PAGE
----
Dr. Plimack held the drug, managed diarrhea with pazopanib, and once the patient’s fatigue improved she restarted the pazopanib at a lower dose of 400 mg daily. At 12 weeks the patient’s pancreatic lesions had regressed, but she, unfortunately, suffered a seizure that was attributed to posterior reversible encephalopathy syndrome. This is a rare side effect of anti-VEGF therapy that typically occurs early in therapy. This was managed by blood pressure management, anti-convulsants, pazopanib permanent discontinuation, and close monitoring. Symptoms resolved within a few days. The patient was subsequently observed, and seven years later had no recurrence of the disease.

Using this case, Dr. Plimack discussed the principles of VEGF TKI side effect management. She encourages her patients to call early for support as many of the common side effects can be managed such as hypertension, skin toxicity, and diarrhea. Supportive management is less effective for anorexia, fatigue, hypopigmentation and voice hoarseness. Dr. Plimack has a low threshold to hold the drug and then once the patient has improved, restarting at a lower dose. Some drugs like pazopanib have very informative package inserts for strategies for holding and restarting drugs. It may be advisable to dry dose/schedule adjustment in order to maximize clinical benefit time on an otherwise effective therapy

The third case was that of a 54-year-old man who was diagnosed with metastatic IMDC intermediate risk clear cell renal carcinoma either years after undergoing right partial nephrectomy for pT3aN0M0 clear cell cancer and declined adjuvant therapy. He was started on axitinib and pembrolizumab. He initially developed hypertension for which his axitinib was held, his antihypertensives were maximized, and his axitinib was resumed at a lower dose. He then developed nausea and vomiting during cycle 5. He held his axitinib and presented for evaluation three days later, feeling better by that time. His labs showed an elevation in transaminases to > 15x the upper limit of normal. Because of uncertainty regarding which drug was contributing, he was admitted and monitored overnight. The next day his transaminases were down trending, suggesting axitinib effect. His axitinib was permanently held, but he continued on immunotherapy.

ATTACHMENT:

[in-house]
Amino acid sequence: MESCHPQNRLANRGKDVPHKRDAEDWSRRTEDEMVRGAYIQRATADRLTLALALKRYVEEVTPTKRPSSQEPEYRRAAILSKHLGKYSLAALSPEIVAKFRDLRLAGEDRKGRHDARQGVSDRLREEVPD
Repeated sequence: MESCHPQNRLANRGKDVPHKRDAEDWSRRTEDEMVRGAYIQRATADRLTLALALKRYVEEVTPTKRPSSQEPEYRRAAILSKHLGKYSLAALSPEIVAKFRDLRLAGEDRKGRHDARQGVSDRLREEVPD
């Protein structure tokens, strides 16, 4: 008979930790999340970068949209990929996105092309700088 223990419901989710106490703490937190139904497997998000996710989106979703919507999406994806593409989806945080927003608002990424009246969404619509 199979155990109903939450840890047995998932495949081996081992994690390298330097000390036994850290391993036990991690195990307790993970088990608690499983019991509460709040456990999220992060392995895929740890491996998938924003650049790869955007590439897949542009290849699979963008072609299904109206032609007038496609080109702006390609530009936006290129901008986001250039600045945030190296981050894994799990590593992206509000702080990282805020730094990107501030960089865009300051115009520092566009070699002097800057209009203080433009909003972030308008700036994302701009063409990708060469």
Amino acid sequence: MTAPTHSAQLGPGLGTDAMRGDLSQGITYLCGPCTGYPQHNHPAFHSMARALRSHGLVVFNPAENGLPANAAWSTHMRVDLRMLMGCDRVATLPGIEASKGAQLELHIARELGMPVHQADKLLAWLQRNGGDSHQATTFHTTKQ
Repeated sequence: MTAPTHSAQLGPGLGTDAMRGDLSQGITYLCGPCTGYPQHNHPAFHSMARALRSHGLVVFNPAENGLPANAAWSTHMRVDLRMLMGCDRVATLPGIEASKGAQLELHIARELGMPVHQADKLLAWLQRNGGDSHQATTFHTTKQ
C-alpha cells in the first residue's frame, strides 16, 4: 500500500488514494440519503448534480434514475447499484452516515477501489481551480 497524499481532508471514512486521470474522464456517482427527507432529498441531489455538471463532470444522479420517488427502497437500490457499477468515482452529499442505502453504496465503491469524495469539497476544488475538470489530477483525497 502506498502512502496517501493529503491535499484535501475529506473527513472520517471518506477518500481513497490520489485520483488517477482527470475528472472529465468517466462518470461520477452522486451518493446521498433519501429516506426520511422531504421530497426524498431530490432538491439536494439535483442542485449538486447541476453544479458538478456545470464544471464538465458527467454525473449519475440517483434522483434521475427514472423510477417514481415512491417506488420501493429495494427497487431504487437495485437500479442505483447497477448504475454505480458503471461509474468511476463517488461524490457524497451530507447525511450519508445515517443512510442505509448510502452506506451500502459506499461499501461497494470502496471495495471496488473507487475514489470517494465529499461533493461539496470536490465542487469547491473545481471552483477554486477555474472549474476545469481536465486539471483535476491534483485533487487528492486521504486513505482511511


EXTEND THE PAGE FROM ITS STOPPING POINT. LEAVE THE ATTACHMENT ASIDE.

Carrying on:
Using this case, Dr. Plimack illustrated her principles of toxicity management in combination VEGF TKI and immunotherapy. If unclear which drug is causing the effect, hold both drugs. Drugs like axitinib have a short half-life (6 hours for axitinib) and you can either permanently discontinue the drug or hold and restart at a lower dose based on the severity of the side effect. If the side effect is progressive after holding both agents, then this should be viewed as an immunotherapy side effect with work-up and high dose steroids. Based on the nature of the immunotherapy side effect, re-challenge may be considered. TKI therapy is typically restarted by Dr. Plimack once the steroid dose is tapered to below 20 mg.

Finally, Dr. Plimack described her reasons for temporarily holding versus permanently discontinuing either VEGF TKI or immunotherapy. These are summarized below.



Presented by: Elizabeth Plimack, MD, Chief of Genitourinary Oncology and Professor, Fox Chase Cancer Center, Philadelphia, PA

Written by: Alok Tewari, MD, PhD, Medical Oncology Fellow at the Dana-Farber Cancer Institute, at the 2020 Genitourinary Cancers Symposium, ASCO GU #GU20, February 13-15, 2020, San Francisco, California